A Fiber Land Grab?

I was surprised to see AT&T announce a public-private partnership with Vanderburgh County, Indiana to build fiber to 20,000 rural locations. The public announcement of the partnership says that the County will provide a $9.9 million grant, and AT&T will pick up the remaining $29.7 million investment.

The primary reason this surprised me is that it is a major reversal in direction for AT&T. The company spent the last thirty years working its way out of rural America, capped by an announcement in October 2020 that the company will no longer connect DSL customers. AT&T has publicly complained for years about the high cost of serving rural locations and has steadily cut its costs in rural America by slashing business offices and rural technicians. It’s almost shocking to see the company dive back in as a last-mile ISP in a situation that means long truck rolls and higher operating costs.

I’m sure it was the County grant that made AT&T consider this, but even that is surprising since the County is only contributing 25% of the funding. I’ve created hundreds of rural business plans, and most rural builds need grants of 40% or even much more to make financial sense. I assume that there is something unique about this county that makes that math work. AT&T and other telcos have one major advantage for building fiber that might have come into play – they can overlash fiber onto existing copper wires at a fraction of the cost of any other fiber builder, so perhaps AT&T’s real costs won’t be $29.7 million. Obviously, the math works for AT&T, and another county will be getting a rural fiber solution.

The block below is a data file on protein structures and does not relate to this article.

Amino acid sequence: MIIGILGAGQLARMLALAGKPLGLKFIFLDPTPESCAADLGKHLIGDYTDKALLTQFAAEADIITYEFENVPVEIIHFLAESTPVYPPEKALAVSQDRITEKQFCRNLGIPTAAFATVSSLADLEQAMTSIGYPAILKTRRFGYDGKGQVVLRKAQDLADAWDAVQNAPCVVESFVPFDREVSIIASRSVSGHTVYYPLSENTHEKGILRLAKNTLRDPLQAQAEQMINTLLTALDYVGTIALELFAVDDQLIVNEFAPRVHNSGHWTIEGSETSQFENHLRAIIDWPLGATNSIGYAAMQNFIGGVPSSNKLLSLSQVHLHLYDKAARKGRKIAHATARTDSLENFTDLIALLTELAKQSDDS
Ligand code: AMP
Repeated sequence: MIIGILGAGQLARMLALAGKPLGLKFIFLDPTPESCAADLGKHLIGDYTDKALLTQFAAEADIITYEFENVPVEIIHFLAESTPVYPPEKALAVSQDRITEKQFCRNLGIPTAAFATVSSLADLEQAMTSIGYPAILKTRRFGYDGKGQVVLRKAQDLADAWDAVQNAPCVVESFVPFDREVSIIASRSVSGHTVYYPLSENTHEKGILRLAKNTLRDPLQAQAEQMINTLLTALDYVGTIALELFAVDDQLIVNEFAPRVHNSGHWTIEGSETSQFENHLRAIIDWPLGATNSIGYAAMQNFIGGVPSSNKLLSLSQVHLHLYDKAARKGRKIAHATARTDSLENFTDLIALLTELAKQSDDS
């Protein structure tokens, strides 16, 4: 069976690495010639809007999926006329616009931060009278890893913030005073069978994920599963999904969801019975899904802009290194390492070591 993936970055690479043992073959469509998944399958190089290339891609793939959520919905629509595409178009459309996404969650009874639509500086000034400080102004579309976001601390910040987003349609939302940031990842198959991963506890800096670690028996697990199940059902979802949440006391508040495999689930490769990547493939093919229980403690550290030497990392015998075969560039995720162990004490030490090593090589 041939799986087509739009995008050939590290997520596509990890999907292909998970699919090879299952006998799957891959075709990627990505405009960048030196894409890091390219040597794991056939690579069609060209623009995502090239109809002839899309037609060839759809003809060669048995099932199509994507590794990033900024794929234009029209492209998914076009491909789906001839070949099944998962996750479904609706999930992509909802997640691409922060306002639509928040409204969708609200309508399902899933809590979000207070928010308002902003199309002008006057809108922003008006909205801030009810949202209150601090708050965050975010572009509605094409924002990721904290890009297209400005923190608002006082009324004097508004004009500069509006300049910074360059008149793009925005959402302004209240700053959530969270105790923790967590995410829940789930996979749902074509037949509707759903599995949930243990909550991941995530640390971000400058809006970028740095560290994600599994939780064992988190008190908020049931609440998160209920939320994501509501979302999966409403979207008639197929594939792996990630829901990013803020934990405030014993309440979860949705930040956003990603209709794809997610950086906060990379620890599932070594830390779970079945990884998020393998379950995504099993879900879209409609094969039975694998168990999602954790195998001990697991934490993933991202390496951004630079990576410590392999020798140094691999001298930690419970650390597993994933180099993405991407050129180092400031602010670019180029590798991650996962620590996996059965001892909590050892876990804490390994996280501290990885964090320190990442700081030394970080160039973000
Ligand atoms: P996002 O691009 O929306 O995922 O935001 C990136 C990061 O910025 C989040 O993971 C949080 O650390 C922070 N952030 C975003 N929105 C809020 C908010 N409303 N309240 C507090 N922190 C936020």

AT&T is not alone in chasing rural funding. We saw Charter make a major rural play in last year’s RDOF reverse auction. The RDOF reverse auction also attracted Frontier and Windstream, and both of these companies have made it clear that pursuing fiber expansion opportunities and pursuing grants are a key part of their future strategic plan.

My instincts are telling me that we are about to see a fiber land grab. The big ISPs other than Verizon had shunned building fiber for decades. When Verizon built its FiOS network, every other big ISP said they thought fiber was a bad strategic mistake by Verizon. But we’ve finally reached the time when the whole country wants fiber.

This AT&T announcement foreshadows that grant funding might be a big component of a big ISP land grab. The big ISPs have never been shy about taking huge federal funding. I wouldn’t be surprised if the big ISPs are collectively planning in board rooms on grabbing a majority of any big federal broadband grant funding program.

I think there is another factor that has awoken the big ISPs, which is also related to a land grab. Consider Charter. If they look out a decade or two into the future, they can see that rural fiber will surround their current footprint if they do nothing. All big ISPs are under tremendous pressure from Wall Street to keep growing. Charter has thrived for the last decade with a simple business plan of taking DSL customers from the telcos. It doesn’t require an Ouiji board to foresee the time in a few years when there won’t be any more DSL customers to capture.

I’m betting that part of Charter’s thinking for getting into the RDOF auction was the need to grab more geographic markets before somebody else does. Federal grant money makes this a lot easier to do, but without geographic expansion, Charter will eventually be landlocked and will eventually stop growing at a rate that will satisfy Wall Street.

Charter must also be worried about the growing momentum to build fiber in cities. I think Charter is grabbing rural markets where it can have a guaranteed monopoly for the coming decades to hedge against losing urban customers to competition from fiber and from wireless ISPs like Starry.

My guess is that the AT&T announcement is just the tip of the iceberg. If Congress releases $42 billion in broadband grants, the big companies are all going to have their hands out to get a big piece of the money. And that is going to transform the rural landscape in a way that I would never have imagined. I would have taken a bet from anybody, even a few years ago, that AT&T would never build rural fiber – and it looks like I was wrong.

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